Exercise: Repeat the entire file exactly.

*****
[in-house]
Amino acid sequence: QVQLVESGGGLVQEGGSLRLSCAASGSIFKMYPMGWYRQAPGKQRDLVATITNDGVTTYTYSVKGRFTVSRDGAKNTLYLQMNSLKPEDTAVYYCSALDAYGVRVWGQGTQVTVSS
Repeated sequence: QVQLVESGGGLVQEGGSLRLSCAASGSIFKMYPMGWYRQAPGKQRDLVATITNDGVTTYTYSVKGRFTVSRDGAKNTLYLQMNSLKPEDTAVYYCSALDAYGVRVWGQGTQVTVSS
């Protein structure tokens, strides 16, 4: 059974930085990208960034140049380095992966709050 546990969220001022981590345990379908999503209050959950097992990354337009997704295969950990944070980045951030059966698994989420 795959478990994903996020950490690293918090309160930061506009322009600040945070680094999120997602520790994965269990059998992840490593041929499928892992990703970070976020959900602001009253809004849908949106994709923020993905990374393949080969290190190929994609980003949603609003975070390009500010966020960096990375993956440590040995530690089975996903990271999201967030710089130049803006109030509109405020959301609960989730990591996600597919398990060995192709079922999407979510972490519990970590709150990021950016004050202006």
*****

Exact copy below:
[in-house]
Amino acid sequence: QVQLVESGGGLVQEGGSLRLSCAASGSIFKMYPMGWYRQAPGKQRDLVATITNDGVTTYTYSVKGRFTVSRDGAKNTLYLQMNSLKPEDTAVYYCSALDAYGVRVWGQGTQVTVSS
Repeated sequence: QVQLVESGGGLVQEGGSLRLSCAASGSIFKMYPMGWYRQAPGKQRDLVATITNDGVTTYTYSVKGRFTVSRDGAKNTLYLQMNSLKPEDTAVYYCSALDAYGVRVWGQGTQVTVSS
């Protein structure tokens, strides 16, 4: 059974930085990208960034140049380095992966709050 546990969220001022981590345990379908999503209050959950097992990354337009997704295969950990944070980045951030059966698994989420 795959478990994903996020950490690293918090309160930061506009322009600040945070680094999120997602520790994965269990059998992840490593041929499928892992990703970070976020959900602001009253809004849908949106994709923020993905990374393949080969290190190929994609980003949603609003975070390009500010966020960096990375993956440590040995530690089975996903990271999201967030710089130049803006109030509109405020959301609960989730990591996600597919398990060995192709079922999407979510972490519990970590709150990021950016004050202006």